“Is it then fair to presume that increasing economic growth and increasing government capacity would decrease poverty? If so, in order to eradicate poverty, corruption should be dealt with in a fashion that would deter people — particularly government officials — from practicing corruption. However, the problem is: The Philippines does not have an effective deterrence to stop corruption.”

Institutionalized corruption

FOI-Rally.6So, why can’t P-Noy make real stride in fighting corruption and prosecuting corrupt government officials? There are thousands of cases gathering dust in the Office of the Ombudsman and the Sandiganbayan anti-graft court. It seems like searching for evidence is like looking into a bottomless pit – you know it’s there but you can’t reach it. If P-Noy were really serious in fighting – nay, dismantling — institutionalized corruption, there are a few things that he could do: (1) Pass the FOI bill; (2) Remove the secrecy lid of RA 6426; and (3) Comply fully with international anti-money laundering law requirements.

Aquino-and-PovertyAnd this begs the question: Does P-Noy have the cojones to use his undiminished authority to achieve his legislative objectives, no matter how unpopular they may be? If he did, then he might still be able to redeem himself from the reversals he suffered at the hands of the Supreme Court. Indeed, it shouldn’t stop him from living up to the promises he made to his “bosses.” But for him to achieve this, he should stop playing politics and do what is right for the people, not what is beneficial to his political allies and cronies.

However, if he had given up the fight and just cruise safely – and leisurely — for the rest of his term, then he might as well accept the fact that his presidency has reached a dead-end… albeit prematurely.

Perhaps, it’s about time that P-Noy should start believing that the vibrant economic landscape his spinmeisters had painted – just like “Nessie” – is not real.


By Perry Diaz

Pax-Americana.2After the collapse of the Union of Soviet Socialist Republics (USSR) in 1991, there was only one superpower left in a unipolar world order: The United States of America. For the next two decades, America was the world’s hegemon. It kept peace in an ever-increasing turbulent world. Thus began the era of Pax Americana (American Peace).

Today, America is being challenged by two emerging superpowers: The Soviet Union’s progeny, the Russian Federation; and China, the fastest growing economy. While the two are still far behind the U.S. in terms of economic and military power, they have embarked on an ambitious path towards parity with — or superiority over — the U.S. And they are catching up, particularly in developing their nuclear power.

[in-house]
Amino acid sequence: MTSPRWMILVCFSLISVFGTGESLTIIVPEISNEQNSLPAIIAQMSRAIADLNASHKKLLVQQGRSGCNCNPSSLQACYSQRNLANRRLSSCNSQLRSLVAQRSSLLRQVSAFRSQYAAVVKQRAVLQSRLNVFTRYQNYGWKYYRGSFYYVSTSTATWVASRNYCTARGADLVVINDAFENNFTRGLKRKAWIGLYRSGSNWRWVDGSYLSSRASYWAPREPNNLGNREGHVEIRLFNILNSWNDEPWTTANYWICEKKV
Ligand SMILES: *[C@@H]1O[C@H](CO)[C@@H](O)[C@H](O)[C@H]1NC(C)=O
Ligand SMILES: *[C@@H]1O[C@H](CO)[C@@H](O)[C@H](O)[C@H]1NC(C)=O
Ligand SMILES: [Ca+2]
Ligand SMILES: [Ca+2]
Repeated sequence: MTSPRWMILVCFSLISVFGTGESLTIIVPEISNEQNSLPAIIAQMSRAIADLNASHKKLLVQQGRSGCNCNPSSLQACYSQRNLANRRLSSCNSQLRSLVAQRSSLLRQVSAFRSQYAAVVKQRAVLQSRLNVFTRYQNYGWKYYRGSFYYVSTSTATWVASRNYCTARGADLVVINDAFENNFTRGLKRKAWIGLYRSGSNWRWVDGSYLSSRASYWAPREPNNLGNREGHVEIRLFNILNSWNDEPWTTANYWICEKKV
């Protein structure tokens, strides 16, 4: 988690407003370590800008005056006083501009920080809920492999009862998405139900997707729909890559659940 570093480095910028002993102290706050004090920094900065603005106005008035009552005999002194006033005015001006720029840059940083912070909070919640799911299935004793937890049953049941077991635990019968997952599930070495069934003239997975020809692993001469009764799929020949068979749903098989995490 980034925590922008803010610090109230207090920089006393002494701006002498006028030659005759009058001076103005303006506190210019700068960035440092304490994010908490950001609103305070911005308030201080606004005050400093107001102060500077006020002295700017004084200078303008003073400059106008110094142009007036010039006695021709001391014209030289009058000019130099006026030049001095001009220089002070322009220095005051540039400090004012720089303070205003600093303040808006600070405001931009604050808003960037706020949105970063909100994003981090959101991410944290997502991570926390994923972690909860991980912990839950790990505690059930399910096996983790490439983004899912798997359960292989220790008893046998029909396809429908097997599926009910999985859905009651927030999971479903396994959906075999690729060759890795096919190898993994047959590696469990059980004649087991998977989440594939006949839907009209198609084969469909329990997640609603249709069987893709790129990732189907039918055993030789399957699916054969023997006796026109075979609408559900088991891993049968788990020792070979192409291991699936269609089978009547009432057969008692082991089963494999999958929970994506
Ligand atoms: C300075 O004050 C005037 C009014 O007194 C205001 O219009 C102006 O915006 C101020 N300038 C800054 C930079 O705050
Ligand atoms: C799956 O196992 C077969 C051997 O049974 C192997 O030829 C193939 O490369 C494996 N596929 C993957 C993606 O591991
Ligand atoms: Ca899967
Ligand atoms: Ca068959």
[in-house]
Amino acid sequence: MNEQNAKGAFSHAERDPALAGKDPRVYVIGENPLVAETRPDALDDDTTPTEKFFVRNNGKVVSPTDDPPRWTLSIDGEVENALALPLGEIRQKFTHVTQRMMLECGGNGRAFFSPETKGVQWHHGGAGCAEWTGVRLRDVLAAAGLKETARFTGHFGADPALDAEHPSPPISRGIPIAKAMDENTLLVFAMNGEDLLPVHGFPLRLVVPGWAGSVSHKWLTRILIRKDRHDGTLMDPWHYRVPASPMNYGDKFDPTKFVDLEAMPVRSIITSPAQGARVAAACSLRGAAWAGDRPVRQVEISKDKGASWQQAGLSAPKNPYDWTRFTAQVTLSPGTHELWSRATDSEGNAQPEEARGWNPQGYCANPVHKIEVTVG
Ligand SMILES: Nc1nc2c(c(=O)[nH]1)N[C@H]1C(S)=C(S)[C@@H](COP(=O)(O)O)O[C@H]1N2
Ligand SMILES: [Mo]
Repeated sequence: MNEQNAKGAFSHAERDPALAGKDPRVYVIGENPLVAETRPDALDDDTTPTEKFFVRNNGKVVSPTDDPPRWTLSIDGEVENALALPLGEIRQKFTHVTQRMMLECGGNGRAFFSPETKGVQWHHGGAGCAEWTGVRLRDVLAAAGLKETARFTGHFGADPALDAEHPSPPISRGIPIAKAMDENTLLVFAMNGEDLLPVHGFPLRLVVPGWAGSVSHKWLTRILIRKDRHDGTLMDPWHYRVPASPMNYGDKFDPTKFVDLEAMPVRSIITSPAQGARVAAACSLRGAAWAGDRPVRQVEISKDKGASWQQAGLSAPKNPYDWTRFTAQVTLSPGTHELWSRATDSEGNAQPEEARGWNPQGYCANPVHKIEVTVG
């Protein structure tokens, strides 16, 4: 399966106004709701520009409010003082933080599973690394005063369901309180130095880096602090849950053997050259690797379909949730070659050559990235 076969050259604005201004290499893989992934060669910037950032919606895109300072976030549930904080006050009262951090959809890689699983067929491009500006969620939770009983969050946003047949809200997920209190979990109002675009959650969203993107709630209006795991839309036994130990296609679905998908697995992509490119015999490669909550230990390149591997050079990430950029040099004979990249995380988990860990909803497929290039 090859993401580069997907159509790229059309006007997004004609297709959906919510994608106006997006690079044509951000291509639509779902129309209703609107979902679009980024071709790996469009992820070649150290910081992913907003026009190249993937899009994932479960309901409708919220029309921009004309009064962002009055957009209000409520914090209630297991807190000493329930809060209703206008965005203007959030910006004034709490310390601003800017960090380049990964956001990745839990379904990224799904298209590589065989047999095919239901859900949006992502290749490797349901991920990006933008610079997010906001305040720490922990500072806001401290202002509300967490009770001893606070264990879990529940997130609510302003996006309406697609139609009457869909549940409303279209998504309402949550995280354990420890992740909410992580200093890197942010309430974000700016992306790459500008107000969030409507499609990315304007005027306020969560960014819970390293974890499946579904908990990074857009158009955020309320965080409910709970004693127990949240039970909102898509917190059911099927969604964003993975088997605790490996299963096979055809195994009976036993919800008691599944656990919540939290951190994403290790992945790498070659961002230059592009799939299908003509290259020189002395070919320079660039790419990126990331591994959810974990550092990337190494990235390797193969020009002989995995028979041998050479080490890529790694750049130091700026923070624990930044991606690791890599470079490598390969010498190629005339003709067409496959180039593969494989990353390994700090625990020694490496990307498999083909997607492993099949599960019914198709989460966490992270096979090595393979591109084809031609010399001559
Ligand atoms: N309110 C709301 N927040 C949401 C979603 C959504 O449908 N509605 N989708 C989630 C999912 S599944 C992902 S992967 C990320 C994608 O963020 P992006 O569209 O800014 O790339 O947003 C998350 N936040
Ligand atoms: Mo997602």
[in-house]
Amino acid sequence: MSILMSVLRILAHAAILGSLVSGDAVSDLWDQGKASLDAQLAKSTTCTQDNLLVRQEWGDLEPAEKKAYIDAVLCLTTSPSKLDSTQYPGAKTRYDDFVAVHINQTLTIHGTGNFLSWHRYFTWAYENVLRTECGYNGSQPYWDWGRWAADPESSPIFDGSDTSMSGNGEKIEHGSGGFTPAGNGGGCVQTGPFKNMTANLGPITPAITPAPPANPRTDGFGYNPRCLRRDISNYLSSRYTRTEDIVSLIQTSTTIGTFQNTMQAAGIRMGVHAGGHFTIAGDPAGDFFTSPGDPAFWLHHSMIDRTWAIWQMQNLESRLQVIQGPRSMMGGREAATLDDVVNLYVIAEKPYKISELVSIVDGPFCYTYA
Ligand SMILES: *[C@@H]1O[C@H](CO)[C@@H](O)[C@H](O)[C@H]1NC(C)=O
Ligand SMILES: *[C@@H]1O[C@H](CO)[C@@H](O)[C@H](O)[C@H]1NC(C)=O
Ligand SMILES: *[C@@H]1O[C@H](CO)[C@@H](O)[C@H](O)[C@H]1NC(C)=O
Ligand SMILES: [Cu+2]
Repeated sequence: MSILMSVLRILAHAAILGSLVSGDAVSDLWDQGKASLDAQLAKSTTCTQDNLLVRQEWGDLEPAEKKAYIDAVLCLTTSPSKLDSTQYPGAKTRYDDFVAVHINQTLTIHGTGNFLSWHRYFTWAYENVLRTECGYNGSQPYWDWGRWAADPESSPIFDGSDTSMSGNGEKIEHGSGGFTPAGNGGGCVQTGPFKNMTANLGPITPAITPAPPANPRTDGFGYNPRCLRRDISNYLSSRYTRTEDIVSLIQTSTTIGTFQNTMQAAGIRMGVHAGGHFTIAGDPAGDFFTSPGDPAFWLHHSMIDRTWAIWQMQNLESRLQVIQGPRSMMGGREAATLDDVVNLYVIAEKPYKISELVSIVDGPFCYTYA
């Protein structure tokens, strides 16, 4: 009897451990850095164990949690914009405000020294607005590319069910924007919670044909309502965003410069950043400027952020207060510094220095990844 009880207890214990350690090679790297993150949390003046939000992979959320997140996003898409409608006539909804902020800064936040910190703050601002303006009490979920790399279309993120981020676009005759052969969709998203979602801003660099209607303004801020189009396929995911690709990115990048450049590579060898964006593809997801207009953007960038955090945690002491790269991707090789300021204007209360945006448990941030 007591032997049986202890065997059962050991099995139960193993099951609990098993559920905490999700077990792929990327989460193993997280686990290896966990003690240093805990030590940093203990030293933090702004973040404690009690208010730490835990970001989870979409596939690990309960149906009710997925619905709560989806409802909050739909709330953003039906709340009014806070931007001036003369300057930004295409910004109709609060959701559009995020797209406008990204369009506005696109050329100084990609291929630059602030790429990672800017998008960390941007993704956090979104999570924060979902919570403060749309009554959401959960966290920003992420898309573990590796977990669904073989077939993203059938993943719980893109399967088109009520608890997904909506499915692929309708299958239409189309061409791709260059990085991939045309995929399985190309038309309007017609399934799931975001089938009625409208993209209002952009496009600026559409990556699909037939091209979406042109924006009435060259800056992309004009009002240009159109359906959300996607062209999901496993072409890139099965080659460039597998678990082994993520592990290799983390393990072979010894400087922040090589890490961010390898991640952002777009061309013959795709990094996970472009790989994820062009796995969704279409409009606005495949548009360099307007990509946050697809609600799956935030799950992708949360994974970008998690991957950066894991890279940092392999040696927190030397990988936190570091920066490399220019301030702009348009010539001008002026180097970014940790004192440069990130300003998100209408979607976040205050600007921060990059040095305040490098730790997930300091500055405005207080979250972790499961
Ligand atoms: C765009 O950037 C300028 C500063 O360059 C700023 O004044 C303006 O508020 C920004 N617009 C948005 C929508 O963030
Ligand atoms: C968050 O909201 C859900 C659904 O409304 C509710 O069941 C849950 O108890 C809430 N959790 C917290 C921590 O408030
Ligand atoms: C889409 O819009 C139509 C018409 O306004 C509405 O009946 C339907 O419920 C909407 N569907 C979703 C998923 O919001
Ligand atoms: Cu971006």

And what concerns the U.S. is that Eurasian and Asian powers are teaming up to confront America in a game of geopolitical brinkmanship. The Russia-China compact was sealed when Russian President Vladimir Putin and Chinese President Xi Jinping held a summit in Moscow on March 22, 2013.

Xi Jinping and Vladimir Putin toast their strategic partnership.

Xi Jinping and Vladimir Putin toast their strategic partnership.

In my article, “New World Disorder” (March 26, 2013), I wrote: “Upon his ascension to the presidency, Xi’s first venture outside China was to visit his Russian counterpart Vladimir Putin. At their summit in Kremlin last March 22, the two leaders agreed to form a “strategic partnership” to advance their countries’ interests. They affirmed their mutual support for each country’s geostrategic and territorial interests, which include territorial disputes. With more than 20 territorial disputes that China is embroiled with various countries — including Japan, Philippines, India, Malaysia, Taiwan, Vietnam — this could put Russia squarely on the paths of conflict, which could involve the United States who has mutual defense treaties with at least four of China’s adversaries.”

China Dream

"Secret" South China Sea ADIZ.

“Secret” South China Sea ADIZ.

Since then, China has become more assertive – and aggressive – in pursuing its territorial claim over 90% of the South China Sea and East China Sea. On November 24, 2013, China declared an Air Defense Identification Zone (ADIZ) covering most of the East China Sea.

Last December, Kanwa Defense Review, a Chinese-language military magazine based in Canada, reported that China had secretly set up an ADIZ over the South China Sea. The ADIZ supposedly covers the area that is demarcated by the nine-dash line, which was the basis of China’s territorial claim over the South China Sea.

Artificial islands

Artist's drawing of the military base under construction on Johnson South Reef.

Artist’s drawing of the military base under construction on Johnson South Reef.